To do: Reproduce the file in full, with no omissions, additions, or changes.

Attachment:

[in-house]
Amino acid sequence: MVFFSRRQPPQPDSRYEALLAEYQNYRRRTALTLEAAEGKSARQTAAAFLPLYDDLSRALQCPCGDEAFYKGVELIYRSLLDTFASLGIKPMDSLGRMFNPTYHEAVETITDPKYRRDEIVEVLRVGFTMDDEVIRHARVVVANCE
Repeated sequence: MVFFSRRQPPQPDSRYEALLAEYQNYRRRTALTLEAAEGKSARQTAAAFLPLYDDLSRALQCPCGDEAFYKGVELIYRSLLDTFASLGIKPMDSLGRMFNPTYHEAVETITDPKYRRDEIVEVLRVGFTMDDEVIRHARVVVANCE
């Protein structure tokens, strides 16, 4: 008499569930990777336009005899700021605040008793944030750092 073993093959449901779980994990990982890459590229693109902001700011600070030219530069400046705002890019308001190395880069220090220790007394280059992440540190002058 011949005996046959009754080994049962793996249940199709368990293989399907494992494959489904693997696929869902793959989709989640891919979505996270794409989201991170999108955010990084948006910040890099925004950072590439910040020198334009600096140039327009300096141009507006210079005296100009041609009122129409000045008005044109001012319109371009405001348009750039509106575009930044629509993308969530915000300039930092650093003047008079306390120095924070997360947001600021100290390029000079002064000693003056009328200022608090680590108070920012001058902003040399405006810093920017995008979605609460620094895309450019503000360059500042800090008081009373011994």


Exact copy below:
[in-house]
Amino acid sequence: MVFFSRRQPPQPDSRYEALLAEYQNYRRRTALTLEAAEGKSARQTAAAFLPLYDDLSRALQCPCGDEAFYKGVELIYRSLLDTFASLGIKPMDSLGRMFNPTYHEAVETITDPKYRRDEIVEVLRVGFTMDDEVIRHARVVVANCE
Repeated sequence: MVFFSRRQPPQPDSRYEALLAEYQNYRRRTALTLEAAEGKSARQTAAAFLPLYDDLSRALQCPCGDEAFYKGVELIYRSLLDTFASLGIKPMDSLGRMFNPTYHEAVETITDPKYRRDEIVEVLRVGFTMDDEVIRHARVVVANCE
């Protein structure tokens, strides 16, 4: 008499569930990777336009005899700021605040008793944030750092 073993093959449901779980994990990982890459590229693109902001700011600070030219530069400046705002890019308001190395880069220090220790007394280059992440540190002058 011949005996046959009754080994049962793996249940199709368990293989399907494992494959489904693997696929869902793959989709989640891919979505996270794409989201991170999108955010990084948006910040890099925004950072590439910040020198334009600096140039327009300096141009507006210079005296100009041609009122129409000045008005044109001012319109371009405001348009750039509106575009930044629509993308969530915000300039930092650093003047008079306390120095924070997360947001600021100290390029000079002064000693003056009328200022608090680590108070920012001058902003040399405006810093920017995008979605609460620094895309450019503000360059500042800090008081009373011994």